Two Misunderstood Works

This post examines the way Springsteen’s ‘Born in the USA’ and Kipling’s ‘The Ballad of East and West’ are often misinterpreted through a literal reading of their most famous lines – when in fact their message is almost the diametrical opposite.

Born in the USA (Bruce Springsteen)

A link here.

One of Springsteen’s greatest hits, taken at face value from the chorus, the song is a simple, even jingoistic, celebration of America. But listening to the lyrics more closely tells a completely different story.

The opening lines give a clue that this isn’t a simple song:

Born down in a dead man’s town
The first kick I took was when I hit the ground

Continuing, we have passages such as:

Come back home to the refinery
Hiring man said “son if it was up to me”

And references to ‘the shadow of the penitentiary‘ and ‘nowhere to run ain’t got nowhere to go’ make it clear that this is a song about someone who’s had a raw deal in life, has no hopes or prospects, the complete antithesis of the American dream. It’s a lament, as many of Springsteen’s songs are, for blue collar America, and a threnody, rather than a glorification, of Vietnam and its impact:

So they put a rifle in my hand
Sent me off to a foreign land

In this light, the chorus lyrics are a bitter irony: we all know what it ‘should’ mean to be ‘Born in the USA’, but Springsteen is pointing out that for many it’s quite the opposite.

Before moving on, it’s worth saying that I don’t see the song as at all anti-American. Unlike some modern-day protesters and ‘progressives’, from what he writes Springsteen never comes across as hating his country: many of his songs celebrate and champion aspects of it (consider, for example, the various songs he wrote in the aftermath of 9/11, which are both complex and excellent). When he points out the flaws, its because he wants it to live up to the ideals he knows it is capable of. It is the sort of criticism of which Chesterton writes when he says:

Let us suppose we are confronted with a truly desperate thing – say Pimlico… It is not enough for a man to disapprove of Pimlico: in that case he will merely cut his throat or move to Chelsea. Nor, certainly, is it enough for a man to approve of Pimlico: for then it will remain Pimlico, which would be awful… if there arose a man who loved Pimlico, then Pimlico would rise into ivory towers and golden pinnacles.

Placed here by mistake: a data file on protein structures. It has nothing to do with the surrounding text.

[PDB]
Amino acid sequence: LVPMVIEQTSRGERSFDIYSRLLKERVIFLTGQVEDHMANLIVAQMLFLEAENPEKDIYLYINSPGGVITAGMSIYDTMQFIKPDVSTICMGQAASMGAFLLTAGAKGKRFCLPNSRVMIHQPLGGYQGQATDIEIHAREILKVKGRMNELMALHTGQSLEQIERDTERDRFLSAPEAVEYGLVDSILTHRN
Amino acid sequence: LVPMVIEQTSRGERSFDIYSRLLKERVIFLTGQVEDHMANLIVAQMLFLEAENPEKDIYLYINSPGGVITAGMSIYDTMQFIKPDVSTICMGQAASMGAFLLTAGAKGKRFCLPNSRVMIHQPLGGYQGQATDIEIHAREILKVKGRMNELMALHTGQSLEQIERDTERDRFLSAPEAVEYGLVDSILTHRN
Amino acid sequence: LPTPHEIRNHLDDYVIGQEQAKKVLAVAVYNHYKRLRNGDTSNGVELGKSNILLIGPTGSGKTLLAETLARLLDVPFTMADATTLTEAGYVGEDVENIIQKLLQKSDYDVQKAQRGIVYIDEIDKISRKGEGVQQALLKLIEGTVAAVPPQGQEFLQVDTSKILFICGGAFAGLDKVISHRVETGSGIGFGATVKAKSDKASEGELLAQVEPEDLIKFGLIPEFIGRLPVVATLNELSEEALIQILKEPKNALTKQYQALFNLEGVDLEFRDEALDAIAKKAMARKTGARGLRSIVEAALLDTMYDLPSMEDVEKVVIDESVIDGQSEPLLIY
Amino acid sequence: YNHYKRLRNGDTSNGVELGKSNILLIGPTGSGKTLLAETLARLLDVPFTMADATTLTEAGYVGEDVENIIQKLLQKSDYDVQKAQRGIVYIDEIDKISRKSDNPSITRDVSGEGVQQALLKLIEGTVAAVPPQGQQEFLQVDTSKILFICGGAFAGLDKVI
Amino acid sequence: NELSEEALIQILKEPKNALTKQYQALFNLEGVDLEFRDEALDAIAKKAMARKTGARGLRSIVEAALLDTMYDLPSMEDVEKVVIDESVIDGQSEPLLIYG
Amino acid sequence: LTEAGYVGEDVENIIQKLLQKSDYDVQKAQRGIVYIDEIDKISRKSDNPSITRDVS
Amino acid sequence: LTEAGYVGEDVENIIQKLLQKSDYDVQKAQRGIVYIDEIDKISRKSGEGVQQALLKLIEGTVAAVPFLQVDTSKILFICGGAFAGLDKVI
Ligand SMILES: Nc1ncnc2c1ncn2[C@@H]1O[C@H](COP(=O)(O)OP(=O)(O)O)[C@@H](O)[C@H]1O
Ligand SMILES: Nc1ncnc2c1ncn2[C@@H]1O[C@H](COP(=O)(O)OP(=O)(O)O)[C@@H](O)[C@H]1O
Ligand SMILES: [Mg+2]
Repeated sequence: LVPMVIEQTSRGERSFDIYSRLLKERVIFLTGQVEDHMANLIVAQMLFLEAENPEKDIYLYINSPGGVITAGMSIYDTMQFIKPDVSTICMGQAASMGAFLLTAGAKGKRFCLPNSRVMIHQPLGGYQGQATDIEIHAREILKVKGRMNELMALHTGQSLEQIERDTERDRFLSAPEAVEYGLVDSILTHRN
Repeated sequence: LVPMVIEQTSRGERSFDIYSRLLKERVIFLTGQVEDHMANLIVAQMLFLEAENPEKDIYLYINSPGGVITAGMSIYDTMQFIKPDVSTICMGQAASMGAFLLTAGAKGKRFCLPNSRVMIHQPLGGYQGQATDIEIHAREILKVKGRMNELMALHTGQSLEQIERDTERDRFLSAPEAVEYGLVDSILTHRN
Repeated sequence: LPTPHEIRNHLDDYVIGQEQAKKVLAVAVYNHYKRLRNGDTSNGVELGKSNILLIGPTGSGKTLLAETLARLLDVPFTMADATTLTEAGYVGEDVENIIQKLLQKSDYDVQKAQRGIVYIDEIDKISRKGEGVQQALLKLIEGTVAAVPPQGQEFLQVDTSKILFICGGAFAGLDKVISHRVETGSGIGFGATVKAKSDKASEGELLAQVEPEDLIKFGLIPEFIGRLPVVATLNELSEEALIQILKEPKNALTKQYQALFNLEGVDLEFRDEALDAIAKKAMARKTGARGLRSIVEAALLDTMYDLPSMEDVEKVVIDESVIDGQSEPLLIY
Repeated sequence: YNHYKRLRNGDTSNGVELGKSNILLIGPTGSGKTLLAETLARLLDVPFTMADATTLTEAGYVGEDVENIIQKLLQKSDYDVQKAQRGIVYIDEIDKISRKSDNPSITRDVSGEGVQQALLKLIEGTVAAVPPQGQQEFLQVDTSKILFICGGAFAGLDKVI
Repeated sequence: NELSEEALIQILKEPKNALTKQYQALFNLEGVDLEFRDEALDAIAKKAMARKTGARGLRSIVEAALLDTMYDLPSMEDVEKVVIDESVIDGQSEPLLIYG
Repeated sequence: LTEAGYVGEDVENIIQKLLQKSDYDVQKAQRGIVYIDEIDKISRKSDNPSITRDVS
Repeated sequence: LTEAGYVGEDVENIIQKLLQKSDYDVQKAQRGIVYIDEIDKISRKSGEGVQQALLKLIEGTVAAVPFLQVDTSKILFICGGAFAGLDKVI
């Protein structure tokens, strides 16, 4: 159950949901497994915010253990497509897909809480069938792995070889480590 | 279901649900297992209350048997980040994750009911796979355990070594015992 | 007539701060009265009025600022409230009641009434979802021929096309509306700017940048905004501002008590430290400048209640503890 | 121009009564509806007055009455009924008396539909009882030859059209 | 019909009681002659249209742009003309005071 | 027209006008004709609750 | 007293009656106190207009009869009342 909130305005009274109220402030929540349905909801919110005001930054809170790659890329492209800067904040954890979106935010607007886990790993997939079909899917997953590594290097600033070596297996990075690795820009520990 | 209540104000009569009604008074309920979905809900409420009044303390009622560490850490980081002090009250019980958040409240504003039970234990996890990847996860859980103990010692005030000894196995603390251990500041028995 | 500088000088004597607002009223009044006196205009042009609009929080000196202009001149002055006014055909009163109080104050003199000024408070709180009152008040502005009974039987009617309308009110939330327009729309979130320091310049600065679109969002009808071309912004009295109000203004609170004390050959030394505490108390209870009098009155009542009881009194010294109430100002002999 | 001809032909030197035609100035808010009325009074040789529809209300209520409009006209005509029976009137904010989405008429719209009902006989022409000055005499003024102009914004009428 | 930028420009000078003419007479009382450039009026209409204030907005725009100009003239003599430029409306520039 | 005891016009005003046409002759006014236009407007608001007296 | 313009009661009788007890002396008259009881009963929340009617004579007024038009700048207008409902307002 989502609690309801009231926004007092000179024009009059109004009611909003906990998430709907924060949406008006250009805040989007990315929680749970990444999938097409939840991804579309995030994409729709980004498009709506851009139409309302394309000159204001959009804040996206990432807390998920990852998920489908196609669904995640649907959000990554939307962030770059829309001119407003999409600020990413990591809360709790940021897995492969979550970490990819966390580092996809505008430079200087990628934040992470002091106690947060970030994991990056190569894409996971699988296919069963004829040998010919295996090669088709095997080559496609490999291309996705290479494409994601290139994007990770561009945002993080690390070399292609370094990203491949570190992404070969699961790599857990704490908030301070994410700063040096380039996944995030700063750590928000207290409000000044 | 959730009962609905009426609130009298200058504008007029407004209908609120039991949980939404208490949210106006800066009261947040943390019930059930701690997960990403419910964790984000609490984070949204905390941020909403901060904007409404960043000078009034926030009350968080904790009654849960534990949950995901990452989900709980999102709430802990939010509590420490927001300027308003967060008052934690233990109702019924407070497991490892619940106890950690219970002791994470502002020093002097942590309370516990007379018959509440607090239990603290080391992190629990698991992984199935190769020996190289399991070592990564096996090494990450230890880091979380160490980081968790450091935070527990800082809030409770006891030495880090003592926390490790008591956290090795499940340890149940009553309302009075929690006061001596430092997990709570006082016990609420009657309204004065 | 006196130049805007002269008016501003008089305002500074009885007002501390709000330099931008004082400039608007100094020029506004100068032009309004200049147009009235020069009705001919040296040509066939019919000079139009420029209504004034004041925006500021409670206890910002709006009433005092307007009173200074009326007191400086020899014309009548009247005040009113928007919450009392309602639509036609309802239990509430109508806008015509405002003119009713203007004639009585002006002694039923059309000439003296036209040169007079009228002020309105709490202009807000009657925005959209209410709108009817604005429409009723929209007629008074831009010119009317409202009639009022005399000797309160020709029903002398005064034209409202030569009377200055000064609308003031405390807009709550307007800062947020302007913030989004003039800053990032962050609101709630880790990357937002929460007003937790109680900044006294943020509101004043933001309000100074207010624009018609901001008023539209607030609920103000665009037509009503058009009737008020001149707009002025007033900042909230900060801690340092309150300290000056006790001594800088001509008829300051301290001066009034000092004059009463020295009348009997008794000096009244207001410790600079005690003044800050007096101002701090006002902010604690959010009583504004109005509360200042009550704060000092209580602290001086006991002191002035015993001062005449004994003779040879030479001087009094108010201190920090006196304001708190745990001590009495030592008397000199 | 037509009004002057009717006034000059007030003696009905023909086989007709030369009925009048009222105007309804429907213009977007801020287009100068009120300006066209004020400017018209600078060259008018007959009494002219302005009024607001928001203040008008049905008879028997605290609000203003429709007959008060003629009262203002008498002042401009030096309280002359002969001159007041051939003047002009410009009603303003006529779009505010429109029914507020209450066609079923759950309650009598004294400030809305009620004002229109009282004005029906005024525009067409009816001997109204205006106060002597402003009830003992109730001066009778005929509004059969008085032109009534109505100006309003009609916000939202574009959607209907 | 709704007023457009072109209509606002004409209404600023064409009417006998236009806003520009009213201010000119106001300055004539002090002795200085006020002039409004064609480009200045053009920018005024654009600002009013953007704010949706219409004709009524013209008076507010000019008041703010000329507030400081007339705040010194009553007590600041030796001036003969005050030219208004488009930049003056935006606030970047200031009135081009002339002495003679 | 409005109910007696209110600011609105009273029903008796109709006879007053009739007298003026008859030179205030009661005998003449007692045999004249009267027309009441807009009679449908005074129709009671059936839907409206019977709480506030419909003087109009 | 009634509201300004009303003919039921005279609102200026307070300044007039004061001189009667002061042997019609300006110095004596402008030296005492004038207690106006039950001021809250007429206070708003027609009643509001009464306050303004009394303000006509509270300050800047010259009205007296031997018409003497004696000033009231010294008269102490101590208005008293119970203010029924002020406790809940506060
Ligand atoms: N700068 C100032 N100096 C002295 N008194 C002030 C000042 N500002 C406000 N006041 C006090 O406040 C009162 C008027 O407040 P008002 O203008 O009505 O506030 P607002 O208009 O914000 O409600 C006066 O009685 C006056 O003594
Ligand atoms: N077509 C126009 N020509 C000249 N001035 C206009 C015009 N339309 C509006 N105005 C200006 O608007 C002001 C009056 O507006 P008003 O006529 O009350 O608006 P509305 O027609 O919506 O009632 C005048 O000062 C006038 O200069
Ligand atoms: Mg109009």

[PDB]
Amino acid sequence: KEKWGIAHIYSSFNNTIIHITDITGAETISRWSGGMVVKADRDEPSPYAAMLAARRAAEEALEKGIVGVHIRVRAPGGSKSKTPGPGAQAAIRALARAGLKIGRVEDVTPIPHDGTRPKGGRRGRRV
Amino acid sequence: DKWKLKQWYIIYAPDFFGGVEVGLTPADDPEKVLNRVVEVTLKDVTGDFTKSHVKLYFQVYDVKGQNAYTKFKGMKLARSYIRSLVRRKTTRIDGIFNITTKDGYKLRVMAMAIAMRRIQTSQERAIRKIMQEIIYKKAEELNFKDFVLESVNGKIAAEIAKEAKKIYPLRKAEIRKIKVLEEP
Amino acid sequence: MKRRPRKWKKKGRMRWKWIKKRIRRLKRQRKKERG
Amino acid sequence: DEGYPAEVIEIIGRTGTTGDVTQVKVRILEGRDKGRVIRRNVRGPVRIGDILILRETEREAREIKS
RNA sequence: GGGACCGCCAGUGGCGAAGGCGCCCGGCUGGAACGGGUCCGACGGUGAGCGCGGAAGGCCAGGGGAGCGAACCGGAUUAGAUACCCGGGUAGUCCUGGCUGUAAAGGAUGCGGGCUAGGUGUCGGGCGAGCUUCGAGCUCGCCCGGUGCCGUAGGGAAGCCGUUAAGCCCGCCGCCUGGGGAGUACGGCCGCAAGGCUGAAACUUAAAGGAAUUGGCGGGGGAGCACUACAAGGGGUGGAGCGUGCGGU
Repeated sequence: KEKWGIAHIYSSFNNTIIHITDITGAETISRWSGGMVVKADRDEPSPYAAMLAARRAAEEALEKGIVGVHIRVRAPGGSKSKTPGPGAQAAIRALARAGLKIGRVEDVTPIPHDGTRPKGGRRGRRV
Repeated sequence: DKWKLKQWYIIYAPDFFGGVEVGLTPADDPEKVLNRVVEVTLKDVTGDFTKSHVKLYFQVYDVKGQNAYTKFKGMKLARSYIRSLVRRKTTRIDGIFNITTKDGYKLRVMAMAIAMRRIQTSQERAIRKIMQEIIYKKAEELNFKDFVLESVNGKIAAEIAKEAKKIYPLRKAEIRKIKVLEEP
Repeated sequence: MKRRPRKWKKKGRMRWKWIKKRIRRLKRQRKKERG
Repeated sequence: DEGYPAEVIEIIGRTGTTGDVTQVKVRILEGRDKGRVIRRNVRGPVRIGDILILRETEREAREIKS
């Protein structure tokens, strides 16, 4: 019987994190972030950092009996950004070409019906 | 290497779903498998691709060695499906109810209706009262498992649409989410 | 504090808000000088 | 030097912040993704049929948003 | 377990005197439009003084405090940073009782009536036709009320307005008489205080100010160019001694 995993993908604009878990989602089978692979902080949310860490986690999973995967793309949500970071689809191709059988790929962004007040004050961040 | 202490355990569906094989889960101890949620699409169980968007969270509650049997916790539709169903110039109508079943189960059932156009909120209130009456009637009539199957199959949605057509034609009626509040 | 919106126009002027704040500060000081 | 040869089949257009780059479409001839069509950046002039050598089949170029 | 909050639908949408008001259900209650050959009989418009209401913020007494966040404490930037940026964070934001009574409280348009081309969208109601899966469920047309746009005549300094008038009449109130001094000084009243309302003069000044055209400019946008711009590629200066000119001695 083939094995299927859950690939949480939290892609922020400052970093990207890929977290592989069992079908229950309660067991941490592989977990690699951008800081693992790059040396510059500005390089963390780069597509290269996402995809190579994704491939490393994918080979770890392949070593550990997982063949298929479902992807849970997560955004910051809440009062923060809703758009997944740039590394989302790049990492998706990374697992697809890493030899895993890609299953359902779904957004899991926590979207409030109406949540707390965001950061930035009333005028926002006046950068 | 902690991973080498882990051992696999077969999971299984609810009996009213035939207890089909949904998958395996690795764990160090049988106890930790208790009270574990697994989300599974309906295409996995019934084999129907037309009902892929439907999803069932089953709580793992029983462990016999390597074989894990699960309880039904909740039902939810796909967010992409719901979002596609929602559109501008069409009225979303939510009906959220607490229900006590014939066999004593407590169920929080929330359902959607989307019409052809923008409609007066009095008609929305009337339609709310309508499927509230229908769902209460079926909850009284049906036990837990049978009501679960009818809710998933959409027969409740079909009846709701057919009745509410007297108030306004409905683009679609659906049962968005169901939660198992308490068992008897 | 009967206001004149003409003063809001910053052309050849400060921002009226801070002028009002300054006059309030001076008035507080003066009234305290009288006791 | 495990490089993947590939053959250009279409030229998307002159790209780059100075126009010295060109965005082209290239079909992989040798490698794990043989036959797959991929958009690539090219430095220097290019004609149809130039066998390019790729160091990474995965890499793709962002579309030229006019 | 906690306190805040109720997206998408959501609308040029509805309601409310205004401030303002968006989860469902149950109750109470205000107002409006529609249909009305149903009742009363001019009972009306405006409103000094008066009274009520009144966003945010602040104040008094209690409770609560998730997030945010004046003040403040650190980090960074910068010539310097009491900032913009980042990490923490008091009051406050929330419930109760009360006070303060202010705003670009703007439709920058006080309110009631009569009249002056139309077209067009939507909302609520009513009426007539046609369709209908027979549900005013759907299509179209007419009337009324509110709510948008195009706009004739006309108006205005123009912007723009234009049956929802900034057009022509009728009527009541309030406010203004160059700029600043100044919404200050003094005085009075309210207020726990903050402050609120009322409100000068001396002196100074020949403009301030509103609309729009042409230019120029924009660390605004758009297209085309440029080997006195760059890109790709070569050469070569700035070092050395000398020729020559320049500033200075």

The Ballad of East and West (Rudyard Kipling)

Full text here.

Everyone knows the most famous line of this poem – ‘East is East and West is West and ne’er the twain shall meet‘ – and too many condemn it for that, as if it was truly the poem’s message. But even more so than in Born in the USA, it is obvious that the true meaning is the opposite. In this case, the counterstroke follows immediately on from the (in)famous line, a devastating counterstroke that utterly inverts it:

But there is neither East nor West, Border, nor Breed, nor Birth,
When two strong men stand face to face, tho’ they come from the ends of the earth!

Far from saying that east and west cannot meet, Kipling is attacking that falsehood, and saying that in actual fact, a person’s character, not the accident of their birth, is what is truly important, and that nationality, race and class make no difference.

The main body of the poem shows beyond doubt that it is this, second, statement that Kipling is saying is true. The two main characters of the poem are the colonel’s brave but impetuous son and Kamal, an Afghan border raider. Throughout the poem, though both are brave and skilled, Kamal is consistently shown to be the superior man, not just militarily:

He has knocked the pistol out of his hand—small room was there to strive,
“’T was only by favor of mine,” quoth he, “ye rode so long alive:

But also in terms of honour, for he answers the colonel’s son’s insults with courtesy and civility:

“No talk shall be of dogs,” said he, “when wolf and gray wolf meet.
May I eat dirt if thou hast hurt of me in deed or breath

The poem then proceeds to have the two men exchange gifts and swear oaths as blood brothers:

They have looked each other between the eyes, and there they found no fault,
They have taken the Oath of the Brother-in-Blood on leavened bread and salt:
They have taken the Oath of the Brother-in-Blood on fire and fresh-cut sod,
 On the hilt and the haft of the Khyber knife, and the Wondrous Names of God.

With the poem closing once more on the opening stanza, the message ‘‘But there is neither East nor West, Border, nor Breed, nor Birth’ couldn’t be clearer.


I would say that maybe a lesson should be to not make your most quotable line the opposite of your true meaning. But both Springsteen and Kipling have been rather successful, both in general and with these works in particular, so I guess they knew what they were doing. As a listener though, these two works definitely demonstrate the value of looking at the whole piece, and not assuming you know what the writer’s message is from a single line.